In a similar way, sport researchers have highlighted the necessity for the environment to be viewed as a stakeholder within the sport sector as a result of the anthropocentrism perspective (Sartore-Baldwin & McCullough, 2018). Others posit that such power structures within sport are institutionalized structures that undermine vulnerable stakeholders, including the natural environment (Sartore-Baldwin, McCullough, & Quatman-Yates, 2017). Sartore-Baldwin and McCullough (2018) called for stronger ecocentric leadership within the sport sector to address these imbalanced power structures and exploitation of the natural environment at the expense of future generations.

Sustainability

Around the same time modern environmentalism began picking up steam in the Western world (the second half of the 20th century), sustainability entered the global public lexicon. Despite having no clear definition and innumerable applications (Beatley, 1995; Grinstead, 2018), sustainability rapidly grew to become what is perhaps the most important buzzword in contemporary global policy. The notion of sustainability initially arose from philosophical and scientific discussions about limits to growth, pressures on the environment, and the role of humankind in nature. These topics have been of interest to the scientific community since the 1800s, but it was not until 1972 that the word sustainable was first used in the context of the future in A Blueprint for Survival (Goldsmith, 1972).

The most commonly applied definition of sustainability was inked in “Our Common Future,” a report of the World Commission on Environment and Development, which defined sustainable development as development that “meets the needs of the present without compromising the ability of future generations to meet their own needs” (World Commission on Environment and Development, 1987, p. 7). This definition implies a loose association between sustainability and the principle of prosperity in economics and carries a positive connotation.

Over time, sustainability has permeated nearly every academic domain, industry, and policy context. In sport management, sustainability has been applied to explain long-term economic prosperity (Fort, 2010; Lindsey, 2008), social welfare (Smith, 2009; Taks, 2013), environmental well-being (Fyall & Jago, 2010; Mallen et al., 2011), and organizational longevity (Schubring & Thiel, 2014; Svensson, 2017).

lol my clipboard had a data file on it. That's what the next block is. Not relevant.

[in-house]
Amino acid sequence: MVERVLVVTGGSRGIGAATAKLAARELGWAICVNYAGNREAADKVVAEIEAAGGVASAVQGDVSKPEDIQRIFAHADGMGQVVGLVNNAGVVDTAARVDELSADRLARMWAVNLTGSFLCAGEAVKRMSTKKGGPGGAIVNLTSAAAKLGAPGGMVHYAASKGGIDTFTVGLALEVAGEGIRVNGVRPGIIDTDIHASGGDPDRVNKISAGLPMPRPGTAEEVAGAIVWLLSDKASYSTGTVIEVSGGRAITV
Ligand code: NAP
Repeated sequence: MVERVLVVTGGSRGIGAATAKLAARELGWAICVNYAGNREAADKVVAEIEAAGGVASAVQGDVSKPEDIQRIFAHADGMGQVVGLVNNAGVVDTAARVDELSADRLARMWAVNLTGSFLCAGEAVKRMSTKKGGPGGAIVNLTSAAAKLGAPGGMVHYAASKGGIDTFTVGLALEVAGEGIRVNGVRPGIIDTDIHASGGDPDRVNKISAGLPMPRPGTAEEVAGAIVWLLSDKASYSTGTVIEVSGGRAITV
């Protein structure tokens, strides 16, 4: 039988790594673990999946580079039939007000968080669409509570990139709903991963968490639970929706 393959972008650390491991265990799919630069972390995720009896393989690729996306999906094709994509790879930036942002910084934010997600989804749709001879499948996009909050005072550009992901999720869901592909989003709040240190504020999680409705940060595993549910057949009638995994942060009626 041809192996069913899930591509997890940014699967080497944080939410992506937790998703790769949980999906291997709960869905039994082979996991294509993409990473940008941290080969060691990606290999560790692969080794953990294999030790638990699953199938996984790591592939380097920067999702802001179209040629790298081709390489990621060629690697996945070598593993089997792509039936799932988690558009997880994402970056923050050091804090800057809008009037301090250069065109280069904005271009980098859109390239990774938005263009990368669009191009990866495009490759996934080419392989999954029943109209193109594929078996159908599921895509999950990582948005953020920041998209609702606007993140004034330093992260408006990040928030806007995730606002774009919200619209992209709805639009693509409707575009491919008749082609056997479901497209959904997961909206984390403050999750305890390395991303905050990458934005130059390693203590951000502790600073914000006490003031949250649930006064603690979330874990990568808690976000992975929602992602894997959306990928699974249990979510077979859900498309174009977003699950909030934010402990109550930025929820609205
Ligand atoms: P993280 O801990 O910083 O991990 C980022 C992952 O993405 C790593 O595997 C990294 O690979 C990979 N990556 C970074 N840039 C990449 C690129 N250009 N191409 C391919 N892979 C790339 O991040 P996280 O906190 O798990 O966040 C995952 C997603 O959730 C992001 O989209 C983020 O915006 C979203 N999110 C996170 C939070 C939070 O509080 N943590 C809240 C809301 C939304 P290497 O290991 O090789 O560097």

The term sustainability is oft-critiqued for a lack of a scientific foundation or formalized definition (Beatley, 1995; Grinstead, 2018), making it susceptible to misconception, which has threatened the legitimacy and utility of the term. It has become a buzzword, which is good in the sense that it is well known and generally understood, but bad because it risks being misused, overused, or improperly invoked (Grinstead, 2018), much like the accompanying term green.

Green

Green is an adjective typically invoked to describe an environmentally friendly or sustainable product, organization, behavior, or action. While it is generally viewed as positive (Griskevicius, Tybur, & Van deb Burgh, 2010), the term green lacks formal definition and is therefore susceptible to misrepresentation, like the word sustainability. Green has been appropriated by marketers to promote their organizations, products, or services as good for the environment, without much consideration to the environmental impact, at times, of alternative ways of production (Banerjee, Gulas, & Iyer, 2013; Schmuck, Matthes, & Naderer, 2018). The term also misses the necessity of conveying the ongoing process of continual improvement of mitigating negative impacts on the natural environment as a result of production and consumption. Thus, greening was introduced as a way to convey the continuous efforts rather than seeing green as a final destination (Banerjee et al., 2013).

The sport management literature is similarly culpable of using the term green to represent sustainability in a nondescript way (Choi, 2016; Greenhalgh, LeCrom, & Dwyer, 2015; McCullough & Kellison, 2016). The challenge with academics using such vague and nondescript terms is that we contribute and support, whether directly or indirectly, to slowing progress toward mitigating impacts as a result of advancing the narrative that “sustainable” or “green” organizations are the ends to the means. From this perspective, we miss other aspects, such as the impact of climate change on vulnerable populations and the necessary adaptations that result from those detrimental effects.

Environmental Justice

Environmental justice refers to the social movement surrounding such terms as environmental racism (e.g., Chavis & Lee, 1987) and environmental inequality (Sze & London, 2008). This movement represents the intersection of economic, social, political, and cultural disparities, and environmental issues. Environmental justice advocates view nature and its ecosystem services (i.e., features of the natural environment that afford humans the necessary resources to live, work, and play), as a “structuring agent in the production of power, hierarchies, human subjectivities, and political realities” (Mcincyte, Casper, & Cole, 2009, p. 106).